Digital prodigy Aoibheann Mangan has poor broadband in her hometown. Instead of wallowing, she got to work.
At 11 years old, Aoibheann Mangan was the youngest speaker to take the stage at Inspirefest 2018. Hailing from Hollymount, Co Mayo, she began by regaling the audience with the Wi-Fi woes that often accompany rural life in Ireland.
“It looks like a postcard – lovely! – but we have absolutely no broadband.” She clarified that whatever internet access she does get, the quality is dire.
So, how does she manage? “If I’m doing a school project, we get in the car, go to Tesco car park, and I sit there on the laptop until I finish.” Hardly ideal in a so-called Digital Ireland.
Mangan is the joint European Digital Girl of the Year (11-14 age category) and a student of Cloghans Hill National School. She considers herself one of the lucky ones thanks to her school’s focus on learning science, technology, engineering, maths (STEM) and the arts.
However, despite the efforts to welcome CoderDojo – a network of free programming club for kids – into the classroom, Mangan lamented the fact that coding is still not on the primary school curriculum.
“I’m not very good at art or music – coding is pretty much one of the only things I’m good at.”
Taking to the radio on more than one occasion to air her grievances about the rural-urban digital divide, Mangan is passionate that every child should get an equal opportunity when it comes to a modern education. “Is it fair to set the divide in skills from such an early age?”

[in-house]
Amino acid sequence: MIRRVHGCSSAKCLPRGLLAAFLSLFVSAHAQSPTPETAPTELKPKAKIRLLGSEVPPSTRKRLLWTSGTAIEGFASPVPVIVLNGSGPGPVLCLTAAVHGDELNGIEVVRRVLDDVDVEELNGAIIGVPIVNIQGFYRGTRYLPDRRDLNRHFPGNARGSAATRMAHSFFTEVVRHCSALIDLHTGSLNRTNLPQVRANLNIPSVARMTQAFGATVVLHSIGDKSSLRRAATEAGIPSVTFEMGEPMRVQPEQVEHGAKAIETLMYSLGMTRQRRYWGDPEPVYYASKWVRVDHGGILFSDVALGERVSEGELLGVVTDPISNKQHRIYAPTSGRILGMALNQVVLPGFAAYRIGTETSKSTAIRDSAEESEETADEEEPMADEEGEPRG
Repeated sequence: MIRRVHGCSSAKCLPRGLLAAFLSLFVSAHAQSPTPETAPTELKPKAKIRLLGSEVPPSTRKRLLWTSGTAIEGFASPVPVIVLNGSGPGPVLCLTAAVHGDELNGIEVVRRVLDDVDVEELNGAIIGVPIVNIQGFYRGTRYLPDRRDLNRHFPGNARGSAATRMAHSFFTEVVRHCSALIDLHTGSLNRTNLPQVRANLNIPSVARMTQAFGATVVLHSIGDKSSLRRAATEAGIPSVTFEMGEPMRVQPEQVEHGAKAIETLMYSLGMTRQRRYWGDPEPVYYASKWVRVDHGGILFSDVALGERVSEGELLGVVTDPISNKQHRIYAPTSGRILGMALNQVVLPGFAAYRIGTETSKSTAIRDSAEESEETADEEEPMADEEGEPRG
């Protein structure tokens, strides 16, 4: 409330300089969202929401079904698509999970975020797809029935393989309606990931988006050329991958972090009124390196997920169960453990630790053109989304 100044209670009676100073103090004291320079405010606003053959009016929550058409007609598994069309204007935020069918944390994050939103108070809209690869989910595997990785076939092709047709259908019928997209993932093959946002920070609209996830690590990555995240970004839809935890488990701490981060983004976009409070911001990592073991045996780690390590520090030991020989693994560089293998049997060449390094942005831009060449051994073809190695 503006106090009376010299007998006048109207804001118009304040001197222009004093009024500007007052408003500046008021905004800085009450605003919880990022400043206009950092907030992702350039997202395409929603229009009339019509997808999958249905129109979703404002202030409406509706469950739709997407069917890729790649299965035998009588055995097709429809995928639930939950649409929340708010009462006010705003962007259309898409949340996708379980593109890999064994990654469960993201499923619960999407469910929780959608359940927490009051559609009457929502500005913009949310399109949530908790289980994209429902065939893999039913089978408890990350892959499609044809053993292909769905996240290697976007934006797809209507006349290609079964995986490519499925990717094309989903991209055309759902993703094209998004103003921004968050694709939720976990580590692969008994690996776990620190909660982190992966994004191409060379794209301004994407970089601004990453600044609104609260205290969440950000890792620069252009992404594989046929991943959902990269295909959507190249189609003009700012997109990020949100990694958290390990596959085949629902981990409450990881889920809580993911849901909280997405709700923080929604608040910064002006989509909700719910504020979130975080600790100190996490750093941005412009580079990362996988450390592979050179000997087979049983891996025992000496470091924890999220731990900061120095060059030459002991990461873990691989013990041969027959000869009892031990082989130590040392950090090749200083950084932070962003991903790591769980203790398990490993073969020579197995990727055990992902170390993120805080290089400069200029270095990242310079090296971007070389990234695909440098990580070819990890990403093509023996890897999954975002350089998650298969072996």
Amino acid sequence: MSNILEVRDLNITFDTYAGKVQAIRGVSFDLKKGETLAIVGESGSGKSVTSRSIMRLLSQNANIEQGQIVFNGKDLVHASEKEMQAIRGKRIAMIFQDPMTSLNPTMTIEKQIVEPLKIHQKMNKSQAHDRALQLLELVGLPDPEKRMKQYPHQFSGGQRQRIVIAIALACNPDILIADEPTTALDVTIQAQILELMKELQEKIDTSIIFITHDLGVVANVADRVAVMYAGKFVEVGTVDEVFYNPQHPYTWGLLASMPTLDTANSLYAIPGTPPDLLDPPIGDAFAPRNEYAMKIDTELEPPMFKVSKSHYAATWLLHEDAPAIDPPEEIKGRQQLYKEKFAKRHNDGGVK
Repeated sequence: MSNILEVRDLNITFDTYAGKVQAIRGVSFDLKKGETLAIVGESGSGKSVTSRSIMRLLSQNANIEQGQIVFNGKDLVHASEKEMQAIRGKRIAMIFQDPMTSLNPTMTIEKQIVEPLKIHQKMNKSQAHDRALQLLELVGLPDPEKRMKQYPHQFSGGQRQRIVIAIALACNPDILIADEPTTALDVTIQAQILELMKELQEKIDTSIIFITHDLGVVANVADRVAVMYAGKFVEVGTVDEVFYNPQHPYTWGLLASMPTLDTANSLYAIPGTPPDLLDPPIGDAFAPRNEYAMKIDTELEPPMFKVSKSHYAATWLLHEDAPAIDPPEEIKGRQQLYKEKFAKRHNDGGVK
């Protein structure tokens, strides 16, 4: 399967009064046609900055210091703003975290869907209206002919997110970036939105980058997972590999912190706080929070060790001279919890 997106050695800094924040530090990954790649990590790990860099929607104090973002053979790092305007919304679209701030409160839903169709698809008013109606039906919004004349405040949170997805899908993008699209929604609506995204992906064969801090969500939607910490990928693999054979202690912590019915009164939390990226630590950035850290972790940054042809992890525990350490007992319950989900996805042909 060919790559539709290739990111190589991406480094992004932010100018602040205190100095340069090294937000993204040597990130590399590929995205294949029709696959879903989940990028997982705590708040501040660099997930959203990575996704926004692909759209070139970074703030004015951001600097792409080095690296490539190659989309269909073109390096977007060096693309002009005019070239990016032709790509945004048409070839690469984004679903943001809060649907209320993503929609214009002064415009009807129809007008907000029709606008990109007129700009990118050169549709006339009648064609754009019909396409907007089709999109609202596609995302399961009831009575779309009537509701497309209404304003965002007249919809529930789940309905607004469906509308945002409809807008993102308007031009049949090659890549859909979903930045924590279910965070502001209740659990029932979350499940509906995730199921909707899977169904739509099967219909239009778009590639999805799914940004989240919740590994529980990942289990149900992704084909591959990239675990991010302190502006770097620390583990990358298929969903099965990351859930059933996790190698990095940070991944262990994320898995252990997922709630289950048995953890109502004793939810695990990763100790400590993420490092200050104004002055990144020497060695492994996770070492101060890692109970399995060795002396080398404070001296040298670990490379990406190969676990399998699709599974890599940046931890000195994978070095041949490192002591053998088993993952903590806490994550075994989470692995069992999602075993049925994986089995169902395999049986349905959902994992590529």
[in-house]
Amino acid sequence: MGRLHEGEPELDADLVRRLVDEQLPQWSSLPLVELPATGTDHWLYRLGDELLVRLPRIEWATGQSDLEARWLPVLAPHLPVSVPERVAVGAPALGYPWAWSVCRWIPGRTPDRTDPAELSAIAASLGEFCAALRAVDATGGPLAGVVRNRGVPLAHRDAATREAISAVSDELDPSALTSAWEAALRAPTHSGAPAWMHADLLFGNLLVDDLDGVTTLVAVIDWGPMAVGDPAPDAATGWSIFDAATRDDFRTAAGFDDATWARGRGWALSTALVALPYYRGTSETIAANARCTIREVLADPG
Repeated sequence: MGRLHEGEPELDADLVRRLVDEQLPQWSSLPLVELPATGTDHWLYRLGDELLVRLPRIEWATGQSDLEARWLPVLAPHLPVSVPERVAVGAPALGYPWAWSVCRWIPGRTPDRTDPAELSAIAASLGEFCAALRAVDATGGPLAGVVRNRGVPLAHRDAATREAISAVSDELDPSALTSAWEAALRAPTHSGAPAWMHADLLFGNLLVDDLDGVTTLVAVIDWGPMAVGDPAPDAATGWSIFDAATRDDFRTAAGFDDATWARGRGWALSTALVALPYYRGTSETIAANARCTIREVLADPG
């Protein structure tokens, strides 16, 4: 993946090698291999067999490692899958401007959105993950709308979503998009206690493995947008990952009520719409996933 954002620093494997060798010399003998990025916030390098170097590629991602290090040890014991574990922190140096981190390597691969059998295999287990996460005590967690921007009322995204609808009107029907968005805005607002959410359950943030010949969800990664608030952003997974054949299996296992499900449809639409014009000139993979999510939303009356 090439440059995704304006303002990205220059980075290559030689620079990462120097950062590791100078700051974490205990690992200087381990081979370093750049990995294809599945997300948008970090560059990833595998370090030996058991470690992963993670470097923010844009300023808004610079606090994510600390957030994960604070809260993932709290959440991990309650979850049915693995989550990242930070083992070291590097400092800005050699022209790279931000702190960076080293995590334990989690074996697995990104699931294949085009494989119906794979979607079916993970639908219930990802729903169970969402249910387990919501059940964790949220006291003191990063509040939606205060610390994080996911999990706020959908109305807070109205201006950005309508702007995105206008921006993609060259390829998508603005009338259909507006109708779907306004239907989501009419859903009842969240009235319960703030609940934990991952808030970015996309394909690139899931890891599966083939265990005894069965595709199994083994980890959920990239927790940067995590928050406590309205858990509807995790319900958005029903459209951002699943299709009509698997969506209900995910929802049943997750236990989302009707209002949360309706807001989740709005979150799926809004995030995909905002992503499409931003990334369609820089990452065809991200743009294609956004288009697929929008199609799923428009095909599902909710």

However, it’s not all doom and gloom. As Mangan said, there are things you can do when the odds are stacked against you.
For example, she set up a farming safety website for kids with her friend Padraic Godwin, earning them such prestigious accolades as Pride of Ireland, People of the Year and Eir Junior Spider awards.
She went on to win the latter award twice more; one for a Raspberry Pi website she created, and the other with her friend Eva McAndrew for a STEM website focused on their school education.
Jet-setting across Europe to give talks, Mangan has been spreading the STEM message far and wide. “For the last two years, I’ve been the youngest person to run workshops at MozFest in London.” She even stopped off at the European Parliament and got the chance to show MEPs how to code using the Scratch programming language.
As a CoderDojo mentor, Mangan has attended STEM and STEAM events, including various Irish conferences on computers in education. As such, she is a strong advocate for flexing your creative and coding muscles. “Taking part in CoderDojo Coolest Projects is an absolute must for girls in STEM.” Whether it’s a website, an app or a Scratch game, she said the event is a good opportunity for young people to showcase their STEM talents.
The young ambassador even got the opportunity to extol the virtues of CoderDojo to Prince Harry and Meghan Markle on their trip to Ireland earlier this week.
— Kensington Palace (@KensingtonRoyal) July 11, 2018
Earning her role as joint European Digital Girl of the Year, Mangan said she was delighted to receive the honour in Brussels last December. Almost instantly proving that she was deserving of the title, she added: “On my way home, I went to Limerick to give four workshops in MegaDojo.”
Her current project is Hospital Holly and Henry, a Scratch interface doll game that aims to help kids conquer their fear of hospitals, and she hopes to see it distributed all across Ireland.
Mangan shared an inspiring vision for her peers: “Every girl should have role models in STEM, in sport, in every walk of life.”
She concluded: “Two years ago, I was sitting in the audience listening to the Digital Girl of the Year that year, Niamh Scanlon, doing her wonderful talk … If I can do it, you can too!”